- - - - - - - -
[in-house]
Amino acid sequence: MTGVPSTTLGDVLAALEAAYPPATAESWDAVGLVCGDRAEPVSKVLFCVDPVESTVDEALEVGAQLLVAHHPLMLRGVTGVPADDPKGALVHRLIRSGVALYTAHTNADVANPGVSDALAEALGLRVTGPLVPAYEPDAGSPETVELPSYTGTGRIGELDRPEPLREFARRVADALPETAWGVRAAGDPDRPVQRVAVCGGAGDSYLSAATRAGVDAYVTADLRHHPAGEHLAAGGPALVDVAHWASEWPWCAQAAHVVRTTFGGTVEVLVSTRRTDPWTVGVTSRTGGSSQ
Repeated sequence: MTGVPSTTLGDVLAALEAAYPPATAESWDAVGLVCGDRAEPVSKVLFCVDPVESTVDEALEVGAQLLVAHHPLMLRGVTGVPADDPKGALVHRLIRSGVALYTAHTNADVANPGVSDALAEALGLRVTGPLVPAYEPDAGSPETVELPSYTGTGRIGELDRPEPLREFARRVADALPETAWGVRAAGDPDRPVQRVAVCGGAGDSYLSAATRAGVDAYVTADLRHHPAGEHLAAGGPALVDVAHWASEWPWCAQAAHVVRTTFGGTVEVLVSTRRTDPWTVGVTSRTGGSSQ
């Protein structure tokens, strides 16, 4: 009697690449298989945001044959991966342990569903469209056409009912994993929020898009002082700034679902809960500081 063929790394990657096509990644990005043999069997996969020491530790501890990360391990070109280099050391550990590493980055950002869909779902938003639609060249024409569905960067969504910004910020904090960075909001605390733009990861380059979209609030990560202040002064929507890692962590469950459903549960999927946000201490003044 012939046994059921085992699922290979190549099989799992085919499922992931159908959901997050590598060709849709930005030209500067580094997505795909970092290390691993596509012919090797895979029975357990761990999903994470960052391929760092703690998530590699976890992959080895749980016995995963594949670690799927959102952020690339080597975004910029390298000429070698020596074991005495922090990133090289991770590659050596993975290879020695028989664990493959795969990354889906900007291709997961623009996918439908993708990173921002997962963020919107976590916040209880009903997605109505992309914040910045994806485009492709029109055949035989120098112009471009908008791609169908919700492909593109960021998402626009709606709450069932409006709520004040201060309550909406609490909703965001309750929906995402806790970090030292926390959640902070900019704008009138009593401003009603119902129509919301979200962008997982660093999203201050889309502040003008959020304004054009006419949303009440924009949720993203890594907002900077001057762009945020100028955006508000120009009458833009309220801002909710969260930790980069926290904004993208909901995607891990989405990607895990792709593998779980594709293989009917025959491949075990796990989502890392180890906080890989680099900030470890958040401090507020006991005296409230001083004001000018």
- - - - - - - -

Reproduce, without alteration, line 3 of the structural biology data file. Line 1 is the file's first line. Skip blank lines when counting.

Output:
Repeated sequence: MTGVPSTTLGDVLAALEAAYPPATAESWDAVGLVCGDRAEPVSKVLFCVDPVESTVDEALEVGAQLLVAHHPLMLRGVTGVPADDPKGALVHRLIRSGVALYTAHTNADVANPGVSDALAEALGLRVTGPLVPAYEPDAGSPETVELPSYTGTGRIGELDRPEPLREFARRVADALPETAWGVRAAGDPDRPVQRVAVCGGAGDSYLSAATRAGVDAYVTADLRHHPAGEHLAAGGPALVDVAHWASEWPWCAQAAHVVRTTFGGTVEVLVSTRRTDPWTVGVTSRTGGSSQ